Cover Photo by Suhail Suri
When you think of historic places in Delhi for a cultural trip, Jama Masjid is a name that always comes on the list. It is, after all, one of the most famous sites in the National Capital that people from near and far come to visit. Jama Masjid is one of the biggest mosques in India which has a capacity of holding 25,000 people in the prayer hall at once.
Standing tall as one of the most historically significant structures in Old Delhi, Jama Masjid is the perfect example of the brilliance of Mughal architecture. The mosque was commissioned by Shah Jahan, the fifth Mughal ruler of India. The construction of the mosque started in 1650 and took six years to complete. The approximate expenditure was one million Indian rupees, and five thousand hands worked together to complete the mosque. The project was completed in 1656 and was inaugurated by Imam Syed Abdul Ghafoor Shah Bukhari, from Bukhara, Uzbekistan, who was appointed the first Imam of the masjid.
The mosque is also called the Masjid-i Jahanuma, or ‘the mosque commanding a view of the world,’ as it is atop a natural hillock. The name ‘Jama’ is derived from the word ‘Jummah’, referring to the congregational prayer observed by Muslims on Fridays. Due to its grand size, Jama Masjid Delhi is often regarded to have the ideal design among all Indian mosques.
In 1638, Shah Jahan decided to make Delhi the capital of his empire and thus relocated from Agra to Delhi, which was at that time called Shahjahanabad, located on the eastern bank of Yamuna. He constructed the Red Fort on the northeastern side of the city and placed this Mughal mosque about 500 meters to its west.
Jama Masjid has two main parts which resemble the earlier congregational mosques in Delhi – the main prayer hall and a large courtyard towards the east from the main prayer hall. The exterior of the Jama Masjid was inspired by the Akbar’s mosque at Fatehpur Sikri, whereas the interior was moulded after the Friday Mosque at Agra.
Jama Masjid, Delhi is a 261-feet-tall structure with a width of 90 feet. It is surrounded by a 30-metre-wide lawn which separates it from the dense city and nearby fabric of roads. As it is built on a hillock, it is approximately at an elevation of 10 meters from the city level.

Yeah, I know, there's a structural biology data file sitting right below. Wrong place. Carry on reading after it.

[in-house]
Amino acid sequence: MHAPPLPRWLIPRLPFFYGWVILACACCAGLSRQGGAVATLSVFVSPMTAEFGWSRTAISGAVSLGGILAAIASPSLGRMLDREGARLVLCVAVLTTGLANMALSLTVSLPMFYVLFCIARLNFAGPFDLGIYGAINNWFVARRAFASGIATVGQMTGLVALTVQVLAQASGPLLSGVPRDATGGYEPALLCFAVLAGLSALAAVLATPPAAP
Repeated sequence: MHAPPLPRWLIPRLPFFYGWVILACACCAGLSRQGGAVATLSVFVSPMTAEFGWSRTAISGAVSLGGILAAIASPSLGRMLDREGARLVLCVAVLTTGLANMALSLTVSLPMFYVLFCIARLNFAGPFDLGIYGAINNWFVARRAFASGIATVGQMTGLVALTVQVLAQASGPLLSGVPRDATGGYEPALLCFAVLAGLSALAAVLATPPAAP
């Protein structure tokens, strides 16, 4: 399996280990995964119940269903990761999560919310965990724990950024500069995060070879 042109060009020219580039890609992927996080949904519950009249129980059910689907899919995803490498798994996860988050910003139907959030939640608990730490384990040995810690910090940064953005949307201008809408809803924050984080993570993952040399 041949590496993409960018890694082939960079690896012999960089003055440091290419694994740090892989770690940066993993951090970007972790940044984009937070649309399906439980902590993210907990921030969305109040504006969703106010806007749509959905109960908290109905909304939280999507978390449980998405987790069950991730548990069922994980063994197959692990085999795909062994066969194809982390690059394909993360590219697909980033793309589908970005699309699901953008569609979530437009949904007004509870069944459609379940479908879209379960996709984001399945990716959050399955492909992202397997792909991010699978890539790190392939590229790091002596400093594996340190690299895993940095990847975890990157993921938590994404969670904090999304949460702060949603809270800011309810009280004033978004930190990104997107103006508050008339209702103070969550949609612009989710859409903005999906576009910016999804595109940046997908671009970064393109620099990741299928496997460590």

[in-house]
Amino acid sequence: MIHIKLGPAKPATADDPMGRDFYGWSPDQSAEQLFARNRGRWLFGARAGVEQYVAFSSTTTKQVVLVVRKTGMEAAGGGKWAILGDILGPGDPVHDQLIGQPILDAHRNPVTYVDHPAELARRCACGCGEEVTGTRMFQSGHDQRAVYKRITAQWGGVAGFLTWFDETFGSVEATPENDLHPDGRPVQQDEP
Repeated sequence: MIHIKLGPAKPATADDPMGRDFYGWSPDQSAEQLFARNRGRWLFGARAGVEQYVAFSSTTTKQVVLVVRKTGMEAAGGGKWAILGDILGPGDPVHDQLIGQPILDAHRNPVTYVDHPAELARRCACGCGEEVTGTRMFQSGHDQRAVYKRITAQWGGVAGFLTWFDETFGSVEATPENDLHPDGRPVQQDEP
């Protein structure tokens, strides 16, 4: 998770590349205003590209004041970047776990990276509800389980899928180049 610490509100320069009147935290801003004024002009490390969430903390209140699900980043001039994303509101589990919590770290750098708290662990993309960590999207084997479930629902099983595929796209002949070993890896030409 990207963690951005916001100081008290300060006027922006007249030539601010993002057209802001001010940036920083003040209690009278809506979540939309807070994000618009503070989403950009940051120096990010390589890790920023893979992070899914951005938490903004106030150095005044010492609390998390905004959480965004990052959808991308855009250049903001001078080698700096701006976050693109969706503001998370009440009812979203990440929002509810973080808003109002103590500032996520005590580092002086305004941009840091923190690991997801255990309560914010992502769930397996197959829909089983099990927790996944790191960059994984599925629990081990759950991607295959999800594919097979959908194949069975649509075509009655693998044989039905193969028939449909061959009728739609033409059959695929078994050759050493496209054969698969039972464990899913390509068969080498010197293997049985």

Jama Masjid truly reflects the grandeur of typical Shah Jahan architecture and was one of the greatest mosques constructed in its time. It is built using red sandstone and white marbles and follows Indo-Islamic and Mughal styles of architecture. The main structures at the mosque are three arched gates, three marble domes, four towers, and two towering minarets.
The Three Archways
The three archways are built using red sandstone and provide access to the corridor and the prayer hall on the western side of the corridor. They are situated on the north, south, and east sides. The eastern gate has 35 steps leading to it. It is the largest gate at Jama Masjid, Delhi and was used by the royal family. The north and south gates are the ones open for use by visitors and have 39 and 33 steps, respectively. The steps have white markings which point towards the direction in which the prayers are offered.
The Two Minarets
The two minarets are quite identical in appearance. Both of the minarets are five storeys tall and go as high as 130 feet. There are 130 steps inside each minaret. Both the minarets have protruding balconies.
The Jama Masjid of Delhi is built by taking the design of Agra’s Jama Masjid as inspiration. Because of this, the floor plans of both mosques are quite similar. There are 899 boxes designed on the floor in white and black marble to resemble a Muslim praying mat.
The mosque complex comprises a square corridor (approximately 115 meters square). The main shrine (approximately 70 meters north-south by 25 meters east-west) is located along the western edge of the corridor.
These are the main details about Jama Masjid, Delhi’s architecture. For the inquisitive souls, there are many more intricacies to explore. Those who are still curious about the design of the mosque may plan a one-day visit to it and explore the same.
The largest mosque in Delhi is open every day of the week. However, the timings are somewhat limited. The mosque is open from 7 am to 12 pm and from 1:30 pm to 6:30 pm. Tourists are not allowed during prayer hours. The minaret is open from 9 am to 5:30 pm.
Entry to the mosque is free; however, you will have to pay Rs 100 to visit the minaret. Additionally, if you are bringing a camera, you will have to pay an extra amount of Rs 300.
How to Reach
The location of Jama Masjid in Delhi is quite easy to access by both public and personal transport. Located near Chandni Chowk of Old Delhi, one can book a cab or drive up to the mosque. Alternatively, they can travel by metro and get down at Jama Masjid Metro Station on the Violet Line. Shared transport options such as bus, auto, and tuk-tuks are also available to travel to Jama Masjid.
Things to Do Nearby
Jama Masjid is famous for more than just the mosque. Hundreds of people flock to Jama Masjid to explore the scrumptious non-vegetarian delicacies served here, making it a top picnic spot in Delhi. On a trip to Jama Masjid, here’s what you can do nearby:
- Have lunch at Aslam Chicken Corner or enjoy kebabs at Qureshi’s
- Shop for wedding items at Kinari Bazaar
- Go to Nai Sadak to find new books
- Visit Khari Baoli to buy traditional spices
- Explore Red Fort, another specimen of brilliant Shah Jahan architecture
- Stroll through Chandni Chowk market
When planned right, a trip to Jama Masjid can turn into a mini-tour of the place itself along with the sights and sounds that complement it. Think of it as a culture trip that will delight your senses, amaze the explorer in you, and give enough food for the soul – spare ample time to make sure that you make the best of it.